Monday, May 30, 2011

Honoring Vets

Memorial Day seems a fitting time to show this trailer for a coming documentary on the Stars and Stripes Honor Flight. Honor Flight is a project to fly as many WWII vets to Washington as possible so that they can see the WWII Memorial before they die:
Hot Air has more details on the Honor Flight film project here.

Singer's Evolving Ethics

There's a simple and compelling argument that goes like this:

1. If there is no God then there are no moral duties.
2. There are moral duties.
3. Therefore there is a God.
Of course, both premises need to be defended, but I don't think it's hard to defend 1. (though 1. is precisely the assertion Sam Harris wishes to deny in his book The Moral Landscape) and denying 2. leads the denier ineluctably to moral nihilism. So, it seems that if 1. can be defended one either has to believe there is a God or be a nihilist.

Few non-believers are prepared to embrace moral nihilism so they're in an awkward position. Unwilling to accept belief in God they're also unwilling to accept the logical conclusion of their atheism.

This appears to be the predicament in which Princeton ethicist Peter Singer has come to find himself. The Guardian's Mark Vernon explains why. Here's the key graph:
[Singer] described his current position as being in a state of flux. But he is leaning towards accepting moral objectivity because he now rejects [David] Hume's view that practical reasoning is always subject to desire. Instead, he inclines towards the view of Henry Sidgwick, the Victorian theist whom he has called the greatest utilitarian, which is that there are moral assertions that we recognise intuitively as true.

At the conference, he offered two possible examples, that suffering is intrinsically bad, and that people's preferences should be satisfied. He has not yet given up on ... utilitarianism. Neither is he any more inclined to belief in God, though he did admit that there is a sense in which he "regrets" not doing so, as that is the only way to provide a complete answer to the question, why act morally? Only faith in a good God finally secures the conviction that living morally coincides with living well.
Or to put it differently, Singer seems to be recognizing that unless there exists a transcendent moral authority, an omniscient and perfectly good God, there's no non-arbitrary reason for being a utilitarian rather than an egoist. In a world without such a moral authority nothing one does can be morally wrong, and it'd certainly not be wrong to simply live for oneself or adopt a might-makes-right ethic. However we choose to live, if there is no God, is purely a matter of taste and to say that one should be a utilitarian is nonsense. The word "should" implies a moral duty and if there is no God there are no moral duties.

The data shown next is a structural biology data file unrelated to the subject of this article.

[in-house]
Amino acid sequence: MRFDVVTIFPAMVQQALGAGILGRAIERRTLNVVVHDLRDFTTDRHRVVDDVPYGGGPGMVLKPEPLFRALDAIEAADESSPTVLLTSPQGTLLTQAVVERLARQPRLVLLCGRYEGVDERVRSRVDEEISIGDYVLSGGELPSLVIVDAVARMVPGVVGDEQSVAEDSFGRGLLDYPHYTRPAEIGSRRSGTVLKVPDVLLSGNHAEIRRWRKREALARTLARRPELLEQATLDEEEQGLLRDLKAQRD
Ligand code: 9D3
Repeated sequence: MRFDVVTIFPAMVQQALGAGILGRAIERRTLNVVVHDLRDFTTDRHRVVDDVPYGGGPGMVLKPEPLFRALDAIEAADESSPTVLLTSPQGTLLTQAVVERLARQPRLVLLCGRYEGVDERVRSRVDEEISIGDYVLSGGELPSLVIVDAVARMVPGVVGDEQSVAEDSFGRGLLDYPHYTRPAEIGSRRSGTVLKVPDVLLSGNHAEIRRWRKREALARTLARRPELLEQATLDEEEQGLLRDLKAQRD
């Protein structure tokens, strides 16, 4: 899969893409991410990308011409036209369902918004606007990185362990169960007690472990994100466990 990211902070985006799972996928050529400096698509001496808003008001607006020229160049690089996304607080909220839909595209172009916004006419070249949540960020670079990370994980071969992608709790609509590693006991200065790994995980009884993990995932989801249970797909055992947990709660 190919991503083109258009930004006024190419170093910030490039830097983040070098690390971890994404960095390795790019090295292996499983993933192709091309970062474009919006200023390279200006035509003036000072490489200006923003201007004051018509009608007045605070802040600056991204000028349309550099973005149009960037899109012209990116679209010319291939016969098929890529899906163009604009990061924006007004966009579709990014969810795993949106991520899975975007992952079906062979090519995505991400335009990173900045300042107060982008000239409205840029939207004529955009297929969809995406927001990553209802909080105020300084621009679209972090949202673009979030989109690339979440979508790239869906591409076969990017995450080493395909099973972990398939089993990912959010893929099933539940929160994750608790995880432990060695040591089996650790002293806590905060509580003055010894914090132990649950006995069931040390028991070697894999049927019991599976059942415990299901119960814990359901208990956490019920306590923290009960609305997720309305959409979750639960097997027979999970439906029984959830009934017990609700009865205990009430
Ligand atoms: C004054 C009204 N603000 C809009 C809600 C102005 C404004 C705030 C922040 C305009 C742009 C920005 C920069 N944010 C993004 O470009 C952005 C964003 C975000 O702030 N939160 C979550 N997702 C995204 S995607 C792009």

The only surprise in Singer's last sentence above is that it has taken someone of his intellectual stature so long to see it.

Cyber Warriors

An operation like the one which took the life of Osama bin Laden requires tough, hard, highly disciplined warriors, but much of modern warfare is being waged not by men such as these but by guys who considered themselves geeks and nerds when they were in high school.

Take, for example, what's going on in the cold war between Israel and Iran. Strategy Page explains:
Israel makes no secret of what it thinks about its Cyber War capabilities. Over the last year, Israel has revealed that its cryptography operation (Unit 8200) has added computer hacking to its skill set. Last year, the head of Israeli Military Intelligence said that he believed Israel had become the leading practitioner of Cyber War. This came in the wake of suspicions that Israel had created the Stuxnet worm, that got into Iran's nuclear fuel enrichment equipment, and destroyed a lot of it.

Recently, Iran complanied that another worm, called Star, was causing them trouble. Usually, intelligence organizations keep quiet about their capabilities, but in this case, the Israelis apparently felt it was more useful to scare the Iranians, with the threat of more stuff like Stuxnet. But the Iranians have turned around and tried to attack Israel, and are apparently determined to keep at it for as long as it takes.

This struggle between Israel and Iran is nothing new. Seven years ago, Israel announced that Unit 8200 had cracked an Iranian communications code, an operation that allowed Israel to read messages concerning Iranian efforts to keep its nuclear weapons program going (with Pakistani help), despite Iranian promises to UN weapons inspectors that the program was being shut down.

It's .... unusual for a code-cracking organization to admit to deciphering someone's code. Perhaps the Iranians stopped using the code in question, or perhaps the Israelis just wanted to scare the Iranians. Israel is very concerned about Iran getting nuclear weapons, mainly because the Islamic conservatives that control Iran have as one of their primary goals the destruction of Israel.

In response to these Iranian threats, Israel has said that it will do whatever it takes to stop Iran from getting nukes. This apparently includes doing the unthinkable (for a code cracking outfit); admitting that you had successfully taken apart an opponent's secret code.

Israel is trying to convince Iran that a long-time superiority in code-breaking was now accompanied by similarly exceptional hacking skills. Whether it's true or not, it's got to have rattled the Iranians. The failure of their counterattacks can only have added to their unease.
One almost imagines teams of Woody Allen look-alikes sitting in front of their monitors saving the world from a nuclear holocaust while seasoning their successes with a little trash-talk directed at the opposition. God bless 'em.